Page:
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Ted McMeekin
M.P.P. - Ancaster-Dundas
Flamborough-Aldershot


tmcmeekin.mpp@liberal.ola.org
Mowat Block
22nd Floor
900 Bay Street
Toronto, Ontario M7A 1L2
Phone: 416-325-4562
Fax: 416-212-3720


Constituency Office
P.O. Box 1240,
Waterdown, ON, L0R 2H0
905-690-6552
Toll-Free: 888-566-6614
Fax: 905-690-6562


  Home / Weblog / BETTER APPROACH TO LANDLORDS AND TENANTS WITH THE NEW PROVINCIAL RESIDENTIAL TENACIES ACT  

BETTER APPROACH TO LANDLORDS AND TENANTS WITH THE NEW PROVINCIAL RESIDENTIAL TENACIES ACT

 

 

Is there anything more important and fundamental to our health, safety, security and happiness than our home? All Ontarians need a safe and affordable place to live. And with that fact front and centre in our minds, the McGuinty government has introduced important proposed legislation, the Residential Tenancies Act, 2006. Our proposed reforms are balanced and fair. They would give tenants more protection while keeping our rental housing market vital and strong.

For the rental housing market to work effectively for both tenants and landlords, it requires balance and fairness. That’s why we have taken the time to get the proposed legislation right. Our government had extensive dialogue and consultation with tenants, landlords, stakeholders and housing experts about changes needed to create more balanced tenant-landlord legislation.

The Ministry of Municipal Affairs and Housing received approximately 1,200 phone inquiries, more than 5,000 completed questionnaires and 250 written submissions. We also conducted 10 town hall meetings in communities all across the province, including Hamilton. More than 1,500 people attended these informative sessions. In addition, 30 meetings were held with regional stakeholder groups across the province. Now we are acting on what we heard. We are confident that this proposed legislation would increase the availability, affordability and quality of rental housing in this province.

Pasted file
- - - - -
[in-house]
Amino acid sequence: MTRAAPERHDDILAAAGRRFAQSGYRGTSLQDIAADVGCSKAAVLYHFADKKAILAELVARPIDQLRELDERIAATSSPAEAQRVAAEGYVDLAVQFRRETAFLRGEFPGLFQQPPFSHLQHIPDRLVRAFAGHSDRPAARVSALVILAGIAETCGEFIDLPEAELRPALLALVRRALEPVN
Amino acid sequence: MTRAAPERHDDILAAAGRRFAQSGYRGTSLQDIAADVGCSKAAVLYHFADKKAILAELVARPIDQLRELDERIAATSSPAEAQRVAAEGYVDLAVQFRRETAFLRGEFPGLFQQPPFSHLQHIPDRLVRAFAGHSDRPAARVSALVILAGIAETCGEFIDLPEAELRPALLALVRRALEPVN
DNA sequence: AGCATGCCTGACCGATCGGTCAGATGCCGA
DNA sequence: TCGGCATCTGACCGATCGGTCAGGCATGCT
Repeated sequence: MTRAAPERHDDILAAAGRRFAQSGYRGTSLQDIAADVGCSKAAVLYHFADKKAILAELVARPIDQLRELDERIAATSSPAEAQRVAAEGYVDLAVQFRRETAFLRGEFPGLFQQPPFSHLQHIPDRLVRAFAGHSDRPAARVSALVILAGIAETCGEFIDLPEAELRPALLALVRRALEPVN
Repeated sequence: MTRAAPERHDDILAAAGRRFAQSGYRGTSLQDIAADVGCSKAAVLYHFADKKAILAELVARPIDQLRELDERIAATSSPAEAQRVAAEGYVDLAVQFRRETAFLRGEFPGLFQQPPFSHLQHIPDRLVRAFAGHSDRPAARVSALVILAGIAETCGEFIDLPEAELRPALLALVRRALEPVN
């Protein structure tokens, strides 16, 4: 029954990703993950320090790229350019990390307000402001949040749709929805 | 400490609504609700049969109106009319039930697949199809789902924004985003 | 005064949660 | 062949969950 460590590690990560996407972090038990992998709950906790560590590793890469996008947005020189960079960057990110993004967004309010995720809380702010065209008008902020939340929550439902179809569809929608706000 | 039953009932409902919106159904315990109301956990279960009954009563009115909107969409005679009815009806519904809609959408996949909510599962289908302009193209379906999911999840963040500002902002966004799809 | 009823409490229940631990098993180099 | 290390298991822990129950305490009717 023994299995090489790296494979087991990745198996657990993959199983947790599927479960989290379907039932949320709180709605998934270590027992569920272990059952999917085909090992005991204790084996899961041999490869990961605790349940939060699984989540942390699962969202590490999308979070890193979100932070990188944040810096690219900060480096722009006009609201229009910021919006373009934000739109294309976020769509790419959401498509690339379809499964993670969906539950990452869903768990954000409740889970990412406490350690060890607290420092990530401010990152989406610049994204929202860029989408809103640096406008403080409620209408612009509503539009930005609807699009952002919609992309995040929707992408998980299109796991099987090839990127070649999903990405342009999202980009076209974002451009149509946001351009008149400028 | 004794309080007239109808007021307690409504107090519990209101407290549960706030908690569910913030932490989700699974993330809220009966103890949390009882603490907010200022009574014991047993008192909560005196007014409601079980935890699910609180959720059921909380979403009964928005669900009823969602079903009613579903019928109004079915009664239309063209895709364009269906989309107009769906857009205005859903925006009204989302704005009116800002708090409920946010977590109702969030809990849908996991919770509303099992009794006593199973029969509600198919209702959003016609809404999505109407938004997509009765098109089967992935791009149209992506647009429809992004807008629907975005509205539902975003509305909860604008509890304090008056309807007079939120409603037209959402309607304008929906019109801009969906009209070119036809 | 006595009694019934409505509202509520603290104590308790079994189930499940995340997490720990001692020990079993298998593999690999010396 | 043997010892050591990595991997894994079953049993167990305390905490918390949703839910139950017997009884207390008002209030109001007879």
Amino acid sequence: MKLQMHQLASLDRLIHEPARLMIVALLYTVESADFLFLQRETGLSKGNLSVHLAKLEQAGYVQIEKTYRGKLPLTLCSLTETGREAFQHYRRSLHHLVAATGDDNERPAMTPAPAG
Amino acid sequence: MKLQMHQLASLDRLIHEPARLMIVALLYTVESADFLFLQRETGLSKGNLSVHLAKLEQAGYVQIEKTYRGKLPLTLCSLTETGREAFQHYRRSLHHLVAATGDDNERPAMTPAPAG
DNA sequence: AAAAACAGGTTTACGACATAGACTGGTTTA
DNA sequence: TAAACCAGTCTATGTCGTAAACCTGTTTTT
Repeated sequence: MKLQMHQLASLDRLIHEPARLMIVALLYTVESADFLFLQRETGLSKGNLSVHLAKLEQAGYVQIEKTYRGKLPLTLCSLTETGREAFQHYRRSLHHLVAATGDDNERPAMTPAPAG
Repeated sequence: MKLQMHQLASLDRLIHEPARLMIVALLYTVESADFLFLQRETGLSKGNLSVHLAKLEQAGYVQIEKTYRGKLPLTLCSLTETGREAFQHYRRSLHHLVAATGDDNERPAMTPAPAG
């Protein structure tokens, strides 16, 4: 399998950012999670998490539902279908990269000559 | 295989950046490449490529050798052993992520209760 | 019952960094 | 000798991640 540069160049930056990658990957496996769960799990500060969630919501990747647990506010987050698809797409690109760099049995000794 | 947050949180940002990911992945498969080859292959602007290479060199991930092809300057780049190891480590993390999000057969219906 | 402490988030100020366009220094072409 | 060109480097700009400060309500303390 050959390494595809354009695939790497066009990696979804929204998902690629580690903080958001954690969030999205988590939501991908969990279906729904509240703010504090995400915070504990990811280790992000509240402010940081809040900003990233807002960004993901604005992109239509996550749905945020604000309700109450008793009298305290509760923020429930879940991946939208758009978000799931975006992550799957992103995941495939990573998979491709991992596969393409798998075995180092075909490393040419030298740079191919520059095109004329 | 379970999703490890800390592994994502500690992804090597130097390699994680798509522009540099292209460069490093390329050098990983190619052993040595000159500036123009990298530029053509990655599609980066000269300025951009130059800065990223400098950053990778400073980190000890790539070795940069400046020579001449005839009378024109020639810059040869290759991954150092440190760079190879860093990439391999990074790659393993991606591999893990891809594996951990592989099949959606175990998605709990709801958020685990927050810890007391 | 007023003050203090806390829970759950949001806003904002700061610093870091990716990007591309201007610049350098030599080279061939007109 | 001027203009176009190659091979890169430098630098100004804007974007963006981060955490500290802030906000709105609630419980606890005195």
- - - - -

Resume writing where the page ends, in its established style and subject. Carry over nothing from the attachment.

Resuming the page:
There’s nothing more central to this issue than rent. The proposed Residential Tenancies Act, 2006, would implement a fairer rent system that would benefit both tenants and landlords. Under the proposed legislation, the annual rent increase guideline would be based on a real cost indicator, the Ontario Consumer Price Index.

We want to protect tenants from increases above the rent guideline that are sometimes based on unnecessary capital improvements. Under the proposed legislation, all increases above the annual rent increase guideline would represent a real and necessary investment in a unit and or building. We would further protect tenants whose rents were increased due to capital improvements or higher utility costs by mandating rent reductions for those tenants when these capital items were paid or when landlords’ utility costs go down.

The McGuinty government is also making major changes to the tenant eviction process. Currently, tenants can be evicted without a hearing, if they don’t respond to an eviction application within five days. We think this is unfair. To better protect tenants, we would eliminate the current unfair eviction process and give all tenants an opportunity to attend a hearing that would consider their circumstances. For evictions due to arrears or application based on arrears, tenants would be able to raise any claim and the adjudicator would consider whether to order a remedy for their claim (i.e., rent abatement if there are maintenance problems). Tenants would have their “day in court.”

Better-maintained buildings are another priority for this government. Right now, tenants can have difficulty getting landlords to address maintenance concerns. The new bill would impose stiffer penalties on landlords whose buildings were not properly maintained such as allowing tenants to apply to the new Landlord and Tenant Board to stop all rent increases until maintenance issues were resolved. In serious cases, these penalties could include redirecting rent to the Board, until these issues were resolved.

Also we will protect our investment climate, which is good for our economy, and most importantly, our rental housing supply. We will do this by continuing to allow landlords and tenants to negotiate starting rents on vacant units and to exempt units built after 1991 from rent controls.

The proposed legislation, along with our $365 million investment in Canada-Ontario Affordable Housing Program, Strong Communities Rent Supplement Program and Ontario’s Rent Bank are part of our strategy to improve the availability, affordability and quality of housing in Ontario, while encouraging a robust and healt